Memorial of Saint John Chrysostom, bishop and doctor of the Church
(I Corinthians 12:12-14.27-31a; Luke 7:11-17)
St. John Chrysostom lived in the aftermath of the Arian controversy. Although the Council of Nicea proclaimed that Jesus Christ was really God, not everyone -- not even every bishop – gave consent to the teaching. As archbishop of Constantinople, John had to defend this position against powerful dissenters. He took on even greater resistance when he criticized the extravagant lives of the city’s rich. Particularly the Empress Eudoxia resented his criticism of her vanity. But John was also able to win many defenders as he preached powerfully. Chrysostom, meaning golden-mouth, is actually a nickname. With St. Augustine he is one of the greatest preachers of his time and, indeed, any time.
John Chrysostom put his extraordinary gifts to use in the Church as St. Paul admonishes the Corinthians in today’s first reading. Paul’s point here is to show that everyone is gifted in some way to assist the Church. If a person does not preach well, perhaps she sings like an angel. If he cannot heal, perhaps he has a penchant for tidiness. Although John Chrysostom may be one in a million millions, all have some gift to offer.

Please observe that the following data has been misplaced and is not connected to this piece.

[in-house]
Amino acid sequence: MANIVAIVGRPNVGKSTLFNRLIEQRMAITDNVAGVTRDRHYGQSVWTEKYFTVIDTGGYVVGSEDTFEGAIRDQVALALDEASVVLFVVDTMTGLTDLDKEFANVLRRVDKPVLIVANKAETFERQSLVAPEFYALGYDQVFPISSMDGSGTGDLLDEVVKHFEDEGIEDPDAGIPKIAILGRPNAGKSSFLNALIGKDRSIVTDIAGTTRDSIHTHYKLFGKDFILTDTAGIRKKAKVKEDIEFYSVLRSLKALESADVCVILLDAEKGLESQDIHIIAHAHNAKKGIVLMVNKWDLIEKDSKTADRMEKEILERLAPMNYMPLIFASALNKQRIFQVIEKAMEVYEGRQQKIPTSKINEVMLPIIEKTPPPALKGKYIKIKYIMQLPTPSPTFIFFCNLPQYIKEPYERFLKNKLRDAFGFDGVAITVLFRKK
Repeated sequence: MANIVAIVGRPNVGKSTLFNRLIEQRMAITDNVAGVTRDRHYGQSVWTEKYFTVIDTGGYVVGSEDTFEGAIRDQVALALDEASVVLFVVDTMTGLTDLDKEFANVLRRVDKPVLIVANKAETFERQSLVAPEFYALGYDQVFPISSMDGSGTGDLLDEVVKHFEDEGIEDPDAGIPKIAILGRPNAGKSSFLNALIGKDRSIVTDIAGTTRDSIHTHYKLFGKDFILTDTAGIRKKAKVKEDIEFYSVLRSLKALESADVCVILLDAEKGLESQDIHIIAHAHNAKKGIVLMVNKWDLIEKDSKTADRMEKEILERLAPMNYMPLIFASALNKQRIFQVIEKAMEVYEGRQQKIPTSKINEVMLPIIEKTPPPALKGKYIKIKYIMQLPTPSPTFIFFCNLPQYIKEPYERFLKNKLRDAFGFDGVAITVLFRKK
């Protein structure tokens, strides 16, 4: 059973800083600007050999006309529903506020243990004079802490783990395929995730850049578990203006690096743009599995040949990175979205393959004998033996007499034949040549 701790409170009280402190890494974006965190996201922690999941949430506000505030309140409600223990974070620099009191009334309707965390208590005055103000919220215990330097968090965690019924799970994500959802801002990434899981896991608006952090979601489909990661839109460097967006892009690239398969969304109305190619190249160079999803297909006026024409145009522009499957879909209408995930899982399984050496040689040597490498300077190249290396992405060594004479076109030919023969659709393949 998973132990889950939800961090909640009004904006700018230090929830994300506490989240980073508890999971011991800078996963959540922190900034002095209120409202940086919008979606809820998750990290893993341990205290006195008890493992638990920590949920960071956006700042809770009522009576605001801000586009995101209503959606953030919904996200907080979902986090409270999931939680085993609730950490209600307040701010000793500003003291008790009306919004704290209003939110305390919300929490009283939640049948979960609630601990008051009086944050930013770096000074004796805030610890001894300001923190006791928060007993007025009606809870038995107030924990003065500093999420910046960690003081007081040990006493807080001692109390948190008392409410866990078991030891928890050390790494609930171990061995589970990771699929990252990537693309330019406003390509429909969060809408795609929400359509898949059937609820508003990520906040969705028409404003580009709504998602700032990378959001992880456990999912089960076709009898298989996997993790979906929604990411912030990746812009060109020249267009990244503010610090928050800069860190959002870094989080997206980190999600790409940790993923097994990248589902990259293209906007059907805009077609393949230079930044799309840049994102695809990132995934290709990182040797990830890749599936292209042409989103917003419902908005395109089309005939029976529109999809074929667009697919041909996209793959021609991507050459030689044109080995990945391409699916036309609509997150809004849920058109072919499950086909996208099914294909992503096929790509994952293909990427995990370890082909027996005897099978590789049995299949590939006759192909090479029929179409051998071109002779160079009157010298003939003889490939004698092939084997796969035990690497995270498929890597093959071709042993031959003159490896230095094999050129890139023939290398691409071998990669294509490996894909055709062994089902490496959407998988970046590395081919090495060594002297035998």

Often the Church does not seek out the gifts of its people. Leaders tend to depend on a very few people whom they trust. Although the reason for such an approach is patent, it curtails both the development of individuals and the building up of the Body of Christ. We should be encouraging everyone in the congregation to put his or her talent to work for the benefit of all.